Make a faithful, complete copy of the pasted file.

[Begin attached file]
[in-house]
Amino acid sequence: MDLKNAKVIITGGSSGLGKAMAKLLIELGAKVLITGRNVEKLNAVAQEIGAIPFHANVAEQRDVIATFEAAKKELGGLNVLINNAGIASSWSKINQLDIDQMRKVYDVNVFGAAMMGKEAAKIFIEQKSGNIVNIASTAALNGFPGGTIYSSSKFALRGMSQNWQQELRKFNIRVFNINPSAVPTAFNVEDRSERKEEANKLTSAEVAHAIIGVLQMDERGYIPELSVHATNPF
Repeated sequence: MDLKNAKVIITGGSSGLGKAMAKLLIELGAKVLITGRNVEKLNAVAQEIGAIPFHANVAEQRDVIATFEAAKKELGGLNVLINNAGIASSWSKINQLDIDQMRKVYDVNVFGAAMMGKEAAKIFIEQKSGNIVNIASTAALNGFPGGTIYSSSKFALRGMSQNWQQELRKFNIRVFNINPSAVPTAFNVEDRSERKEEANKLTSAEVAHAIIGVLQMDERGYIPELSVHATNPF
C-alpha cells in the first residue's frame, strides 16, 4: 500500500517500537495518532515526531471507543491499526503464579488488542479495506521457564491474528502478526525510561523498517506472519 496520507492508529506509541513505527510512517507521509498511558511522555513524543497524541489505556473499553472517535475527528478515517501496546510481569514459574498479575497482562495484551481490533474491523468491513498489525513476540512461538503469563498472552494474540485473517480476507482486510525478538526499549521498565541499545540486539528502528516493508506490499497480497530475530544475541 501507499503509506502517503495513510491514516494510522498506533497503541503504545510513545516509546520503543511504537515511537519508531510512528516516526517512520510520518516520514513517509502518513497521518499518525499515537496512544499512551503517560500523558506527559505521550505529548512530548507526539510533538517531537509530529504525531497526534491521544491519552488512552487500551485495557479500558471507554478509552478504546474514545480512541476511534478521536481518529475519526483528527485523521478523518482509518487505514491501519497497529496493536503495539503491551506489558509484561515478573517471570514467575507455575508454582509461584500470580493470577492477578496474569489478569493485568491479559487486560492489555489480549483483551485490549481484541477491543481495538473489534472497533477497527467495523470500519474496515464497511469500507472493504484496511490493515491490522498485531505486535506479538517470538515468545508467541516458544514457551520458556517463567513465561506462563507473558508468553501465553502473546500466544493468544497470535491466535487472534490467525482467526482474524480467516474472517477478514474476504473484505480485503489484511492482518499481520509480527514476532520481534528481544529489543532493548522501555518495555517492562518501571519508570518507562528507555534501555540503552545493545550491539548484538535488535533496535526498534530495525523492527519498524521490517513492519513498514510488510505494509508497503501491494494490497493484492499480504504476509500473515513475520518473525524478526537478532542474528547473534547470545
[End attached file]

[in-house]
Amino acid sequence: MDLKNAKVIITGGSSGLGKAMAKLLIELGAKVLITGRNVEKLNAVAQEIGAIPFHANVAEQRDVIATFEAAKKELGGLNVLINNAGIASSWSKINQLDIDQMRKVYDVNVFGAAMMGKEAAKIFIEQKSGNIVNIASTAALNGFPGGTIYSSSKFALRGMSQNWQQELRKFNIRVFNINPSAVPTAFNVEDRSERKEEANKLTSAEVAHAIIGVLQMDERGYIPELSVHATNPF
Repeated sequence: MDLKNAKVIITGGSSGLGKAMAKLLIELGAKVLITGRNVEKLNAVAQEIGAIPFHANVAEQRDVIATFEAAKKELGGLNVLINNAGIASSWSKINQLDIDQMRKVYDVNVFGAAMMGKEAAKIFIEQKSGNIVNIASTAALNGFPGGTIYSSSKFALRGMSQNWQQELRKFNIRVFNINPSAVPTAFNVEDRSERKEEANKLTSAEVAHAIIGVLQMDERGYIPELSVHATNPF
C-alpha cells in the first residue's frame, strides 16, 4: 500500500517500537495518532515526531471507543491499526503464579488488542479495506521457564491474528502478526525510561523498517506472519 496520507492508529506509541513505527510512517507521509498511558511522555513524543497524541489505556473499553472517535475527528478515517501496546510481569514459574498479575497482562495484551481490533474491523468491513498489525513476540512461538503469563498472552494474540485473517480476507482486510525478538526499549521498565541499545540486539528502528516493508506490499497480497530475530544475541 501507499503509506502517503495513510491514516494510522498506533497503541503504545510513545516509546520503543511504537515511537519508531510512528516516526517512520510520518516520514513517509502518513497521518499518525499515537496512544499512551503517560500523558506527559505521550505529548512530548507526539510533538517531537509530529504525531497526534491521544491519552488512552487500551485495557479500558471507554478509552478504546474514545480512541476511534478521536481518529475519526483528527485523521478523518482509518487505514491501519497497529496493536503495539503491551506489558509484561515478573517471570514467575507455575508454582509461584500470580493470577492477578496474569489478569493485568491479559487486560492489555489480549483483551485490549481484541477491543481495538473489534472497533477497527467495523470500519474496515464497511469500507472493504484496511490493515491490522498485531505486535506479538517470538515468545508467541516458544514457551520458556517463567513465561506462563507473558508468553501465553502473546500466544493468544497470535491466535487472534490467525482467526482474524480467516474472517477478514474476504473484505480485503489484511492482518499481520509480527514476532520481534528481544529489543532493548522501555518495555517492562518501571519508570518507562528507555534501555540503552545493545550491539548484538535488535533496535526498534530495525523492527519498524521490517513492519513498514510488510505494509508497503501491494494490497493484492499480504504476509500473515513475520518473525524478526537478532542474528547473534547470545